Dr. Colin Lizieri

University of Cambridge

Department of Land Economy
19 Silver Street
Cambridge CB3 9EP

Tel: 01223 337114

cml49@cam.ac.uk


 

Colin Lizieri is Grosvenor Professor of Real Estate Finance at the University of Cambridge, Head of the Department of Land Economy and a Fellow of Pembroke College. Before joining Cambridge, he was Professor of Real Estate Finance at the University of Reading’s Henley Business School. Previous academic appointments include a spell as visiting professor at the University of Toronto and a readership in International Real Estate at City University’s Cass Business School. Colin has over thirty years experience in real estate research and consultancy and has published widely on real estate finance, investment and office market dynamics with over 100 published works. His book, Towers of Capital (Blackwell-Wiley), examines the linkages between international capital flows, financial crises, and the office markets of major global cities, a major theme in his research work.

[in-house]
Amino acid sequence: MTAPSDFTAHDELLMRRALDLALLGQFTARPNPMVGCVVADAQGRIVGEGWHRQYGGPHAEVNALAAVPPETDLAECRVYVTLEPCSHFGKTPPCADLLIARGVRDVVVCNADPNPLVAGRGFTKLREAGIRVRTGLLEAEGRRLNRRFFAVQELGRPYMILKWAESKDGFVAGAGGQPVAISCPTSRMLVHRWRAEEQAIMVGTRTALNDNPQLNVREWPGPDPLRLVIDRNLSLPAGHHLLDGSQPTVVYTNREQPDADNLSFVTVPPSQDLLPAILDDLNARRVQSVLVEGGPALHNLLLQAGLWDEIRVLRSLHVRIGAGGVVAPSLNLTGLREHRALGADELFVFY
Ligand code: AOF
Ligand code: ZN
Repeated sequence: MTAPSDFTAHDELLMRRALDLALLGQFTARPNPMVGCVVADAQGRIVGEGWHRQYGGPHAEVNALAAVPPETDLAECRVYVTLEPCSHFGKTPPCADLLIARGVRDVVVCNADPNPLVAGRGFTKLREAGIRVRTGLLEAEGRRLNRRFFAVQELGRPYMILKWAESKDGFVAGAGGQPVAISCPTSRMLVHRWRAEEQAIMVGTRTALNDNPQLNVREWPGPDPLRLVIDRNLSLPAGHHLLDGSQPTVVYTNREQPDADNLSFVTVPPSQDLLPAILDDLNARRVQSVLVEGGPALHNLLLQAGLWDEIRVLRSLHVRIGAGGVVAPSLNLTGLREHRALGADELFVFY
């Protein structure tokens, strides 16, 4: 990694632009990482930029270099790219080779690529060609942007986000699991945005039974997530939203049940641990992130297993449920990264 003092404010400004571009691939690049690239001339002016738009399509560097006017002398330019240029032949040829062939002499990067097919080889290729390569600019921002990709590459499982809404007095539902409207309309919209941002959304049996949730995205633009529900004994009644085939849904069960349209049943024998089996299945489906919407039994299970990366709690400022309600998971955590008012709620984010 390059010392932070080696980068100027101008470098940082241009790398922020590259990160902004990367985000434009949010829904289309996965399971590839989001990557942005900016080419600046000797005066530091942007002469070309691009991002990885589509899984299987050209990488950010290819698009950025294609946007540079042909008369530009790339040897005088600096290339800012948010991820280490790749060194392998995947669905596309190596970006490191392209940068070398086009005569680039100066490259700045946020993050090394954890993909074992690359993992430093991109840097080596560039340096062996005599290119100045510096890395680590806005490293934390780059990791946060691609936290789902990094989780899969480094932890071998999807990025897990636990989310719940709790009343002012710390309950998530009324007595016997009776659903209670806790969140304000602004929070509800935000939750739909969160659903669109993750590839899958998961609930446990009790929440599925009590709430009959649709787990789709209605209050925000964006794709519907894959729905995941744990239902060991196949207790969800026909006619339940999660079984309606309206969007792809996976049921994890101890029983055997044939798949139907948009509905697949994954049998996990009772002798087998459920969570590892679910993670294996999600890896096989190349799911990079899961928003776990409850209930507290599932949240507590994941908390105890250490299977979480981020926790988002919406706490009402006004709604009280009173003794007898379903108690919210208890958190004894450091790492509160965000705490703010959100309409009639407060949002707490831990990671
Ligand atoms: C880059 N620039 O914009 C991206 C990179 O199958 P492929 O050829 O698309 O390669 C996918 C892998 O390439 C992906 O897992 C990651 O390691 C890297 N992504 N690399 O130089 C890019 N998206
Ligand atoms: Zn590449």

Colin is a former chair of the Society of Property Researchers, chaired EPRA's research committee and was a long standing member of the IPF Research Committee. In 2004, he was awarded the International Real Estate Society Achievement Award for international real estate research, was elected a Weimer School fellow in 2012 and awarded  the David Ricardo medal for international research achievement by the American Real Estate Society in 2014.  He has provided expert advice for the European Union, the Norwegian Government, HM Treasury (serving on the expert panel for the Barker Review of Land Use Planning), the Department of Communities and Local Government, the Corporation of London, the City of Toronto and for a wide range of private sector clients and chaired the World Economic Forum's agenda council in the Future of Real Estate and Urbanization, 2014-2016. He has also acted as an expert witness in the Lands Tribunal and in the Australian Federal Court. Colin has a BA in geography from the University of Oxford and a PhD from the London School of Economics. He is a fellow of the Royal Institution of Chartered Surveyors and a fellow of the Royal Geographical Society